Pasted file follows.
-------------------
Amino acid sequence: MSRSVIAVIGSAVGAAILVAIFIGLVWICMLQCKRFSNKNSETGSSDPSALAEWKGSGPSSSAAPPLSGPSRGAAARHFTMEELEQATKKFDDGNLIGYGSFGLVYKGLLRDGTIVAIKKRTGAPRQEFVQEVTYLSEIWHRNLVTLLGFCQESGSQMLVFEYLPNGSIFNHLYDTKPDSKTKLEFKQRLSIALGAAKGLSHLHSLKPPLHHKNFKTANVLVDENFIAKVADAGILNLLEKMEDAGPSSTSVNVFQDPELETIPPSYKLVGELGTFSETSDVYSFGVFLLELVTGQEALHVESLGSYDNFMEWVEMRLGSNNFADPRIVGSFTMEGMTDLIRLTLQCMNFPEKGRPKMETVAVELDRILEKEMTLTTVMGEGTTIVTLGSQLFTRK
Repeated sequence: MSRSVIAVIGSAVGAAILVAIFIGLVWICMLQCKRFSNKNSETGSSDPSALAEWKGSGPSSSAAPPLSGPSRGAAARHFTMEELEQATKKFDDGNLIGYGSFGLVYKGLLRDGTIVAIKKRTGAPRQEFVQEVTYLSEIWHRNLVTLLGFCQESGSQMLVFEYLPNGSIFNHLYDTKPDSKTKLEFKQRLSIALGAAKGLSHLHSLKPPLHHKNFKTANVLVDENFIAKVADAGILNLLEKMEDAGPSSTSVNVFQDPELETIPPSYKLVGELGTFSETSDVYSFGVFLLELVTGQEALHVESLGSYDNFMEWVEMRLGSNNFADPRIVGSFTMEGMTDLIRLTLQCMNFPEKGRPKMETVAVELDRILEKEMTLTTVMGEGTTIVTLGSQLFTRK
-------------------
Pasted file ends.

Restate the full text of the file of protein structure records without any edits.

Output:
Amino acid sequence: MSRSVIAVIGSAVGAAILVAIFIGLVWICMLQCKRFSNKNSETGSSDPSALAEWKGSGPSSSAAPPLSGPSRGAAARHFTMEELEQATKKFDDGNLIGYGSFGLVYKGLLRDGTIVAIKKRTGAPRQEFVQEVTYLSEIWHRNLVTLLGFCQESGSQMLVFEYLPNGSIFNHLYDTKPDSKTKLEFKQRLSIALGAAKGLSHLHSLKPPLHHKNFKTANVLVDENFIAKVADAGILNLLEKMEDAGPSSTSVNVFQDPELETIPPSYKLVGELGTFSETSDVYSFGVFLLELVTGQEALHVESLGSYDNFMEWVEMRLGSNNFADPRIVGSFTMEGMTDLIRLTLQCMNFPEKGRPKMETVAVELDRILEKEMTLTTVMGEGTTIVTLGSQLFTRK
Repeated sequence: MSRSVIAVIGSAVGAAILVAIFIGLVWICMLQCKRFSNKNSETGSSDPSALAEWKGSGPSSSAAPPLSGPSRGAAARHFTMEELEQATKKFDDGNLIGYGSFGLVYKGLLRDGTIVAIKKRTGAPRQEFVQEVTYLSEIWHRNLVTLLGFCQESGSQMLVFEYLPNGSIFNHLYDTKPDSKTKLEFKQRLSIALGAAKGLSHLHSLKPPLHHKNFKTANVLVDENFIAKVADAGILNLLEKMEDAGPSSTSVNVFQDPELETIPPSYKLVGELGTFSETSDVYSFGVFLLELVTGQEALHVESLGSYDNFMEWVEMRLGSNNFADPRIVGSFTMEGMTDLIRLTLQCMNFPEKGRPKMETVAVELDRILEKEMTLTTVMGEGTTIVTLGSQLFTRK